Trade

Government report says new NAFTA would have minimal impact on economy

President Trump's update of the North American Free Trade Agreement (NAFTA) would provide a very modest boost to the economy, according to a report released Thursday by the U.S. International Trade Commission (ITC).

 

The United States-Mexico-Canada Agreement (USMCA) would increase economic growth by 0.35 percent, or $68.2 billion, and create 175,700 jobs, the government agency projected.

 

Wages would rise 0.27 percent, and the largest increases would be in manufacturing and mining, with the average wage climbing 0.43 percent among lower-educated workers.

 

U.S. trade with Canada and Mexico would increase and reduce the trade deficit with Mexico by $1.8 billion under the agreement. Exports to Mexico would get a $14.2 billion boost, compared with $12.4 billion in new imports.

 

The bilateral trade deficit with Canada would stay the same, with $19.1 billion in new exports countering $19.1 billion in imports.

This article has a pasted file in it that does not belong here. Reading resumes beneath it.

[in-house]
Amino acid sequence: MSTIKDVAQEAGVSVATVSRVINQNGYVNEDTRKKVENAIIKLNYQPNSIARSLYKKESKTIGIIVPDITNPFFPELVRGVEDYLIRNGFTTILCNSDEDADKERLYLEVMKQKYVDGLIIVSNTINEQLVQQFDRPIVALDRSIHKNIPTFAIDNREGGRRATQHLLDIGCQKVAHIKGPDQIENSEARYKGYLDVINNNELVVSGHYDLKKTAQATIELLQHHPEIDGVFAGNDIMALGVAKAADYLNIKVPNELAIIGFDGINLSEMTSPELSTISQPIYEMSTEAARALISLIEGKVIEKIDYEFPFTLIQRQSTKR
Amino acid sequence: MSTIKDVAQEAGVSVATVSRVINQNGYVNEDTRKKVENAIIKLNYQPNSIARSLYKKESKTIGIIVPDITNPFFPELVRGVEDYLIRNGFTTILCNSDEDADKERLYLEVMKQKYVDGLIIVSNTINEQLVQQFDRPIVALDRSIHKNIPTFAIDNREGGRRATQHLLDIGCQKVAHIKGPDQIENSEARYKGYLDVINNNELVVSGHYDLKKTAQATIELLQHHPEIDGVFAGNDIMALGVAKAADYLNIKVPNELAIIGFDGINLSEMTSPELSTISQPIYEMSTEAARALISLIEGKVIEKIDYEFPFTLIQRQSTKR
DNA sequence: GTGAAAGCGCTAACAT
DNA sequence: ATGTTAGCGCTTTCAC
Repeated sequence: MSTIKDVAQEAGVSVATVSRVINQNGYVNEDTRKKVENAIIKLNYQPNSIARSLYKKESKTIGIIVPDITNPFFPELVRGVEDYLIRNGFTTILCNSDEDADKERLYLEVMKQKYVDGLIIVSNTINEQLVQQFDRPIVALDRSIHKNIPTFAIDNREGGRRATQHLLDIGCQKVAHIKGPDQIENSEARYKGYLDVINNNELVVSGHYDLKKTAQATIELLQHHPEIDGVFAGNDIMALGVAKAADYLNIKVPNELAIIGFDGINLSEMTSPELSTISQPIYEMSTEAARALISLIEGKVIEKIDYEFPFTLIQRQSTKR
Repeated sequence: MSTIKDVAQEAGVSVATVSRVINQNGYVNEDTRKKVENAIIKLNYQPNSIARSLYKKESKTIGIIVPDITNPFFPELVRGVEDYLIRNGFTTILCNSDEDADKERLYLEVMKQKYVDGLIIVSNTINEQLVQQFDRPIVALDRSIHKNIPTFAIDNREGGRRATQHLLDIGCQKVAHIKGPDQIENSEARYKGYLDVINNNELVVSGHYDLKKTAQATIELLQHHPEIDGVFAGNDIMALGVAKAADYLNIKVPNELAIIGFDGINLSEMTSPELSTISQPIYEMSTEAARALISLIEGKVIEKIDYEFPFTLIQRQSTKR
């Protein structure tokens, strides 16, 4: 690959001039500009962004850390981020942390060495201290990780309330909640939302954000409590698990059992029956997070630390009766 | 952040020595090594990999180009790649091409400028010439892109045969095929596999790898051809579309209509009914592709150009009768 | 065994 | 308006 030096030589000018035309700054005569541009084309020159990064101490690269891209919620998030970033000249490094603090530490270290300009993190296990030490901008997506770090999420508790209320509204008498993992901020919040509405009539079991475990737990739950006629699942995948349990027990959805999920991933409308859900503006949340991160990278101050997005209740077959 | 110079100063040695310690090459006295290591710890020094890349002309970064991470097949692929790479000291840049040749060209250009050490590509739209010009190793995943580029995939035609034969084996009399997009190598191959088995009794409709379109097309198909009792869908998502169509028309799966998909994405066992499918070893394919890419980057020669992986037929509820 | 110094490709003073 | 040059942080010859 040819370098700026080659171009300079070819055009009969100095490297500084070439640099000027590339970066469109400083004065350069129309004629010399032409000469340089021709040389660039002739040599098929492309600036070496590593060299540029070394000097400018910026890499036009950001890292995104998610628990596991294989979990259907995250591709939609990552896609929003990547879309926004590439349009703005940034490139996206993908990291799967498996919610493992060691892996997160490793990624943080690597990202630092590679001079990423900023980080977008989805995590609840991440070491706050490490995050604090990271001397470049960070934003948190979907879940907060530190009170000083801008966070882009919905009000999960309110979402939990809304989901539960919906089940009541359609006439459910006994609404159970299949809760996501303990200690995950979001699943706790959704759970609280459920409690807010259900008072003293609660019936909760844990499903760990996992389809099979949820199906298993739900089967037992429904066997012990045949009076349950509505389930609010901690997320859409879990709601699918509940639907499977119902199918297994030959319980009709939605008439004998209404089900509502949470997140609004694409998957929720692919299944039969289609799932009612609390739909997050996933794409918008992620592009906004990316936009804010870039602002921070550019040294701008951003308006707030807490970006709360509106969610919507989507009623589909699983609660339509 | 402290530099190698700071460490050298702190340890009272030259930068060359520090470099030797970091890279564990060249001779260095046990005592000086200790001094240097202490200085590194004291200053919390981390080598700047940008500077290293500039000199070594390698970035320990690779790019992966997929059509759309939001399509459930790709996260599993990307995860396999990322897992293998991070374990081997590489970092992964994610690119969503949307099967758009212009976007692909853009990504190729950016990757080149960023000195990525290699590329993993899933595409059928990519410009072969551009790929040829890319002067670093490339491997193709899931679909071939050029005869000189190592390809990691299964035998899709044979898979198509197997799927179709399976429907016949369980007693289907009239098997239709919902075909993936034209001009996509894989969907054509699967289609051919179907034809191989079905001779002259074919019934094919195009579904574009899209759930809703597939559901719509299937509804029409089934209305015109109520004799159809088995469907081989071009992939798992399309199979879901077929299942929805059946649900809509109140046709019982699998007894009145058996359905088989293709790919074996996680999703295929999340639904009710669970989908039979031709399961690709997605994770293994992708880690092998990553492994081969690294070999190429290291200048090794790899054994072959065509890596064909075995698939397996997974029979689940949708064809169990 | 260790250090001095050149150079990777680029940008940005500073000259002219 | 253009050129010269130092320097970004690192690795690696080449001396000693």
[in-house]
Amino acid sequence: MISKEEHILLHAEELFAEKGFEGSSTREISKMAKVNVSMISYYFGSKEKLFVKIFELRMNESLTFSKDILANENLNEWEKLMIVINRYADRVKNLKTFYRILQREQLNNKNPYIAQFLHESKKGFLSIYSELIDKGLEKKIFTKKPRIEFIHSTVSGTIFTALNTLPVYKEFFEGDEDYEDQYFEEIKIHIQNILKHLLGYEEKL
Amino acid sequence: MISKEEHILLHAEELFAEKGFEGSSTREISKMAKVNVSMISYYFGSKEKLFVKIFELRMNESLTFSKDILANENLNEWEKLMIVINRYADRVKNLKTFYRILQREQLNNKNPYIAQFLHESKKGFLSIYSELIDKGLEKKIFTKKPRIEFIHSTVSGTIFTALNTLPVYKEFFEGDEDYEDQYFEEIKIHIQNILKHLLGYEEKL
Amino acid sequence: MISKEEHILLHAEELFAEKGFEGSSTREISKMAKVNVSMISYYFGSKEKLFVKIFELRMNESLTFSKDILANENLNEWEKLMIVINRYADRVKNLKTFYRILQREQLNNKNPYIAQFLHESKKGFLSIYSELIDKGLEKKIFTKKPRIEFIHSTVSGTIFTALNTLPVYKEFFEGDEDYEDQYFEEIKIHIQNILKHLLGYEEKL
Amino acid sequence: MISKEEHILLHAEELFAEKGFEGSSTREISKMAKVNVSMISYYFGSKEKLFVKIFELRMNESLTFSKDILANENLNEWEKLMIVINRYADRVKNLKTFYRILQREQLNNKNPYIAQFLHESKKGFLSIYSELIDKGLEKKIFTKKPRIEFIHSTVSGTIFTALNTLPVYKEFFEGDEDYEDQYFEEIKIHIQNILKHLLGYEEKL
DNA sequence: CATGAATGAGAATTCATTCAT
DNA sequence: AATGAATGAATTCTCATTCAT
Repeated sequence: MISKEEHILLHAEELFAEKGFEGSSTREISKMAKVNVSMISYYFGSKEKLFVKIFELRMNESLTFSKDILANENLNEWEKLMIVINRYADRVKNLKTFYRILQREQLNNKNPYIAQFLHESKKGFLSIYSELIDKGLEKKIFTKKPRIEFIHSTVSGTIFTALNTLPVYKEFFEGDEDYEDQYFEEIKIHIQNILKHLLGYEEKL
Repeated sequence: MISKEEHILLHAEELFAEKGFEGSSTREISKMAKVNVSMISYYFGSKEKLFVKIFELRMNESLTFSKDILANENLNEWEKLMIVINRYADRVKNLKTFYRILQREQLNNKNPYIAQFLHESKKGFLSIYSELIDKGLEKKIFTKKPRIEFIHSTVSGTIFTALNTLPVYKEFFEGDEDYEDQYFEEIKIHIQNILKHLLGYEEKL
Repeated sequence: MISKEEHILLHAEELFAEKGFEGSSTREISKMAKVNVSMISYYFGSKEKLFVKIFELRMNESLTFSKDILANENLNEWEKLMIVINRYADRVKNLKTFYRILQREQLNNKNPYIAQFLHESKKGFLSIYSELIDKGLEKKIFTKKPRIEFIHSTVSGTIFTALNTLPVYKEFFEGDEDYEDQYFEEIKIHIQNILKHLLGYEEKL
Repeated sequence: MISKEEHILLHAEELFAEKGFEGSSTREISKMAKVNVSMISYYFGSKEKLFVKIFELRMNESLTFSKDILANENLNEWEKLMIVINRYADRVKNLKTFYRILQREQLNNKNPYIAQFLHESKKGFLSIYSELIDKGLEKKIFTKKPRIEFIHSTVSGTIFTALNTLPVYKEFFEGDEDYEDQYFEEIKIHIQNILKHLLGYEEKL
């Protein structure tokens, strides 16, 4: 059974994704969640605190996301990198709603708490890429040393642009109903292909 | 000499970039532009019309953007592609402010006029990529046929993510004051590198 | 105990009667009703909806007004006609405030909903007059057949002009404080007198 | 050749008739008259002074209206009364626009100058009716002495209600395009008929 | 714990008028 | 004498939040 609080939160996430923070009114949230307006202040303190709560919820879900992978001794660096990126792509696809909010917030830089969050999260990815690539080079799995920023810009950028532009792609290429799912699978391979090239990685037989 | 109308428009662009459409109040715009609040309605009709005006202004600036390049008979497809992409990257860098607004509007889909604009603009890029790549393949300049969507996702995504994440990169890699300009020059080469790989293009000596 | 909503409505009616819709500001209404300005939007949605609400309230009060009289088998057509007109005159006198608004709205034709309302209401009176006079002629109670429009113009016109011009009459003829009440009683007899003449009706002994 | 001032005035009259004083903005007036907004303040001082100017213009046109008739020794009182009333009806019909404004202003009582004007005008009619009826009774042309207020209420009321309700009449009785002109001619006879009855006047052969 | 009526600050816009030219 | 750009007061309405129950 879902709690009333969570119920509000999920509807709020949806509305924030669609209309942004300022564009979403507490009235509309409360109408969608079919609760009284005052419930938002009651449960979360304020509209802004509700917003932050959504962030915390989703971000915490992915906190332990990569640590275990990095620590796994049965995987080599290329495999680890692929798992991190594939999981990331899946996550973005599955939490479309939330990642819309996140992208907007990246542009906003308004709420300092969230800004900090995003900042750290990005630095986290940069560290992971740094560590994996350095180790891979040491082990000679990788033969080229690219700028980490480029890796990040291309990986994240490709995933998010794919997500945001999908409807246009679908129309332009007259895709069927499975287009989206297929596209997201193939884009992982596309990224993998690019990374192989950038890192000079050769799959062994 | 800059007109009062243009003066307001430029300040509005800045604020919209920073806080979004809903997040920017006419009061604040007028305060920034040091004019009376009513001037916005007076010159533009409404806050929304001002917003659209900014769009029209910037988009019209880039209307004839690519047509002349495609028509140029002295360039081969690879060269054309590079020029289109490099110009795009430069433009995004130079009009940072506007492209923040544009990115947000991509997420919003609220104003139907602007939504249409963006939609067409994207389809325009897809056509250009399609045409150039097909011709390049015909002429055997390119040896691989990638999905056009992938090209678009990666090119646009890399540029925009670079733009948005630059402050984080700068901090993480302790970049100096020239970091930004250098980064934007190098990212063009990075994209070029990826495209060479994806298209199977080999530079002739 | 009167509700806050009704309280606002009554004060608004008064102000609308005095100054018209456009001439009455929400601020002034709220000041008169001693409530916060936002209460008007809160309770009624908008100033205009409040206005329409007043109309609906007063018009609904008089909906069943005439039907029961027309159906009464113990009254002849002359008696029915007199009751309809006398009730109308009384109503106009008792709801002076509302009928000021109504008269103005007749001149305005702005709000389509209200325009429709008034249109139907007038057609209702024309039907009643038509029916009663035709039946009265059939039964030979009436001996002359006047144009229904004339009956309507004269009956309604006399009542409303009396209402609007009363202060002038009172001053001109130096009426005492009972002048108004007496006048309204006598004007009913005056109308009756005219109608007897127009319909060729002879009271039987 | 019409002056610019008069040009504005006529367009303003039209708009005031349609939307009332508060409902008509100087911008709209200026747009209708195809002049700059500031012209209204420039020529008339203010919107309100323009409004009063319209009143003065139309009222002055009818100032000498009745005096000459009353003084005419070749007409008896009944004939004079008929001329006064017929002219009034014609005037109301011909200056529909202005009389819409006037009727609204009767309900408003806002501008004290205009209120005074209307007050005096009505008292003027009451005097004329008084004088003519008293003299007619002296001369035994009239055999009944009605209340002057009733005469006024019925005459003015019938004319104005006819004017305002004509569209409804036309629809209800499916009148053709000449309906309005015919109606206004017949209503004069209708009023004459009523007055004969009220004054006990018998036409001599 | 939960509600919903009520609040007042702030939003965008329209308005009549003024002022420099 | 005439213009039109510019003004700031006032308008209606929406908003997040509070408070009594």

"I'm glad to see the report recognized USMCA's new economic benefits," said Senate Finance Committee Chairman Chuck Grassley (R-Iowa), noting the trade deal's focus on reducing nontariff barriers.

 

Democrats, meanwhile, said the ITC report shows the trade deal would do little to improve economic conditions for American works.

 

"This report confirms what has been clear since this deal was announced - Donald Trump's NAFTA represents at best a minor update to NAFTA, which will offer only limited benefits to U.S. workers," said Sen. Ron Wyden (Ore.), the top Democrat on the Finance Committee.

 

Democrats are pushing for tougher trade enforcement mechanisms to address labor standards. Speaker Nancy Pelosi (D-Calif.) said Mexico would have to reform its labor laws before she would consider bringing the trade deal to a vote in the House.

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